Andrew Charles, co-chair of the Scottish Seafood Association, said that the sector would face a £34m bill each year to sell its catch to Europe after 31 October.

Speaking at a fringe event at the SNP annual conference in Aberdeen, he said: “Brexit is going to bring massive, massive headaches,” reported the Herald.

“As we stand at the present moment, to export fish, whether there is a deal or no deal, it is going to cost a fish exporter £160 per customer transaction. To put that in perspective, that’s going to cost the Scottish fish exporters £34m a year.”

He said the association had asked both the Scottish and UK governments to pay for the necessary certificates to help keep businesses going.

“Five separate certificates all have to be done on 31 October. For a small exporter that is possibly trying to sell 30kg of top-quality langoustines to a restaurant in Paris, switch the lights off – that restaurant owner is going to go and buy his lovely langoustines somewhere else.

“And unless the government does something about this – and we have only got a matter of days – there is going to be a catastrophic decline in the number of small exporters processing out of Scotland.”

In a debate in the Scottish parliament on preparations for a no-deal Brexit, deputy first minister John Swinney was told that the shellfish sector accounts for approximately 90% of the total value of landings in the Western Isles, and that shellfish exporters face ‘challenging circumstances’ in delivering to their primary export markets in France and Spain and ensuring that the shellfish stay alive on the way. He was asked if there were any contingency plans in place for the shellfish sector.

He said that it had been a priority to try to secure for the shellfish and fisheries sector ‘much greater clarity and assurance about the ability to get product to market as timeously as possible’, and the sector would be kept informed.

Marine Scotland is also ‘preparing for the possibility of disorder at sea that goes beyond fisheries offences, which might seriously threaten the safety of marine users’.

Sturgeon rejects deal

Scotland’s first minister Nicola Sturgeon said that the SNP would not vote for the deal.

She said in a statement: “While there remains uncertainty over whether this proposed deal will pass, what is absolutely clear is that it would take Scotland out of the European Union, out of the single market and out of the customs union, against the overwhelming democratic will of the people of Scotland.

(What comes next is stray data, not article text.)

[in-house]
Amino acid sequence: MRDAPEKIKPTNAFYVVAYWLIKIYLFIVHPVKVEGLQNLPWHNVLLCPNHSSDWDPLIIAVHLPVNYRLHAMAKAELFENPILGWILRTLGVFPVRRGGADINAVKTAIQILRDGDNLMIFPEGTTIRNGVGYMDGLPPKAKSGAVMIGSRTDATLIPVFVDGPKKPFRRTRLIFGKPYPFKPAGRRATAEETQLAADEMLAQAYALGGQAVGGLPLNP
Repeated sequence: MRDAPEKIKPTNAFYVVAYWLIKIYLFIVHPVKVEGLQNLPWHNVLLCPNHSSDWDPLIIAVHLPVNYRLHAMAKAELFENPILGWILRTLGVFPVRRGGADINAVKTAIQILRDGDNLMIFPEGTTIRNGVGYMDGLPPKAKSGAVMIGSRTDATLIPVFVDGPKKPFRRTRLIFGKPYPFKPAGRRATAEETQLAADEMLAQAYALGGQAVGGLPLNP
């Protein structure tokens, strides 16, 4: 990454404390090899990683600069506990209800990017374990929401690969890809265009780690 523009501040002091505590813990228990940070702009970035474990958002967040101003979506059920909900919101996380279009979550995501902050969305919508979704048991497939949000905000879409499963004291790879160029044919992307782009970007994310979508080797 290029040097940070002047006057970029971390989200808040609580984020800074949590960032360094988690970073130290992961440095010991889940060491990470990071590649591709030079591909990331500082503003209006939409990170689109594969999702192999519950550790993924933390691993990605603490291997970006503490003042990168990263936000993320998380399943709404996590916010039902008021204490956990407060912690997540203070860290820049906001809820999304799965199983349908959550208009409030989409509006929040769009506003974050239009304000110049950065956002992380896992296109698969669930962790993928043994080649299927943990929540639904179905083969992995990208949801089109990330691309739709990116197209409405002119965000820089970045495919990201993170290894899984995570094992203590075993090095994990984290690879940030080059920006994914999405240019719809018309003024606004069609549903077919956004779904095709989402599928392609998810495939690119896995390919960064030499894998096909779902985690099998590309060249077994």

“Scotland did not vote for Brexit in any form, and SNP MPs will not vote for Brexit in any form – especially when it is clear that Scotland, alone of the nations of the UK, is being treated unfairly.”

She said that Scotland was facing an outcome it did not vote for, and continued: “In the circumstances which now prevail, it is clearer than ever that the best future for Scotland is one as an equal, independent European nation. That is a choice I am determined to ensure is given to the people of Scotland.”

NUTFA calls for quota rethink

The New Under Ten Fishermen’s Association (NUTFA) has called for a fundamental reallocation of quota after Brexit on environmental, social and economic grounds, reports Tim Oliver.

The association slams the current FQA system and quota trading, which it says concentrates quota ownership in the hands of a few and steadily turns quota into an investment opportunity, rather than a system to protect a public resource.

It highlights the imbalance of the current shares of quota between ‘haves’ (FQA holders) and ‘have nots’ (under-10m/non-sector), saying that only 2% of the UK quota is available to under-10s, despite them being 75% of the fleet numerically.

NUTFA also rejects the claim that FQAs have led to healthier stocks, producing data to demonstrate a steady decline in stocks and in numbers of boats and fishermen over a long period.

It argues that the current allocation system was not based on any socio-economic considerations or principles of equity, but was simply allowed to develop piecemeal and unplanned in response to situations as they arose.

NUTFA says that the current management regime has left the inshore fleet and many coastal communities ‘struggling to survive’.

The increase in the employment of foreign crews means that much of the returns from fishing are sent abroad, further reducing the economic viability of coastal communities.

All these factors mean that the potential benefits of access to a public resource are not coming back to the public as they should, in order to maintain the inshore sector and the coastal communities that rely on it.

NUTFA’s arguments are made in a paper it has submitted to DEFRA, in response to the department’s consultation on how any extra quota that the UK acquires after Brexit should be allocated.

Turn to pages 8-9 in this week’s Fishing News for more details.